Bengaluru: As another Republic Day approaches many deserving policemen, who have risked their lives in the discharge of their duties, continue to wait for recognition that has evaded them for years.
Take former Additional Superintendent of Police, Davangere, Ravinarayan , who is still waiting for a gallantry award from the Centre for his role in the killing of three Naxals in a two-hour long exchange of fire by the Anti-Naxal Force of Karkala in Mavina Hola near Kalasa, Chikkamagaluru on November 18, 2008.
His fellow officer, Guruprasad lost his life in the encounter. Red tapism and undue delays have come in the way of the award the officer should have received long before his retirement in June 2014.
“Amrit Pal who was Commander ANF, Karkala sent a report to the DGP on November 20, 2008 to recognize my gallant act and the sacrifice of my fellow officer, Guruprasad. A magisterial inquiry was ordered and I was assured that Guruprasad and I would be recommended for gallantry medals,” recalls the officer.
But to his dismay, the ADGP, administration, delayed sending the recommendation to the Centre saying there were two reports of the same incident, one from the KSRP and another from the ANF as Guruprasad was an officer with the former outfit. The proposal was stalled for four long years as the authorities claimed to grapple with the two reports.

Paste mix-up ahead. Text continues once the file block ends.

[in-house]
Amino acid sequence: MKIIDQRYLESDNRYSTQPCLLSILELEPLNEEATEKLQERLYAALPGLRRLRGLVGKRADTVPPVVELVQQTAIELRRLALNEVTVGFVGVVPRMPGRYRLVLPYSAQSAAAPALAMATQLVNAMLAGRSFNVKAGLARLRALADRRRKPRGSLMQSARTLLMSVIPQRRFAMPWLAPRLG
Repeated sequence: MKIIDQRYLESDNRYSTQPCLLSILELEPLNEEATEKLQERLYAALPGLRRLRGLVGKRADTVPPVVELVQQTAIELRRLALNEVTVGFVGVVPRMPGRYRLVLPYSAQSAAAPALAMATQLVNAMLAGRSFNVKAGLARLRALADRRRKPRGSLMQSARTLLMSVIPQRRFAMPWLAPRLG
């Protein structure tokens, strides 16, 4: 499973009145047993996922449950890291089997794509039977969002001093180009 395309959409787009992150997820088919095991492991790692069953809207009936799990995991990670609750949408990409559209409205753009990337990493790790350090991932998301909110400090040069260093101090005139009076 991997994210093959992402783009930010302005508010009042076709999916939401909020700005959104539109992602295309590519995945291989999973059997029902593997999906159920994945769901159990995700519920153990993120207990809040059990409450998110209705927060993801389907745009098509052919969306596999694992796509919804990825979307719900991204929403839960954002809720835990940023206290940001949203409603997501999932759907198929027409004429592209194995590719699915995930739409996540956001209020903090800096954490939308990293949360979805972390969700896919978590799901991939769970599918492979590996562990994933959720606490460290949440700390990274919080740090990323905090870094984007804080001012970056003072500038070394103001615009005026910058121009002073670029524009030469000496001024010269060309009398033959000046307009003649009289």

Then in 2014, when then ADGP (L and O) M.N. Reddy visited Davanagere, where he was an additional SP, Mr Ravinarayan raised the matter with him and he immediately wrote to the then DG-IGP, Lalrokhuma Pachau recommending him for the gallantry award. The proposal was then sent to the Additional Chief Secretary of the Home Department in Karnataka.
“But the Union Ministry of Home Affairs informed the ACS office that relevant records had not been attached with the recommendation. This could have been easily set right by the DG’s office or the Additional CS, but they did not,” he notes bitterly, adding, “On October 20, this year, I was conferred with a distinguished award for my service, but I do not know what happened to my gallantry award.”
Recalling the encounter that ended with the killing of the Naxals, he says the combing operation began in the forests at around 9pm. “ We had reached the peak of the hill at around 1 am when our team member spotted four torchlights going up its side. We thought they were hunters or pilgrims going to Dharmasthala. As they came towards us and were at a distance of around 20 ft, I challenged them saying "Hands Up", but to our shock they started firing and one of the bullets struck my colleague, Guruprasad, who was by my side. We returned fire and this went on for almost two hours. Since it was amavasa, it was totally dark and visibility was zero. We heard a woman's voice and thought she was injured. My colleague, who received a bullet injury on his head, died on the spot in front of me,” he recounts.
But unfortunately, the promises have amounted to nothing for these officers, who are still waiting for the pat on the back that could do wonders for their morale and that of other police officers like them, who are accustomed to living dangerously....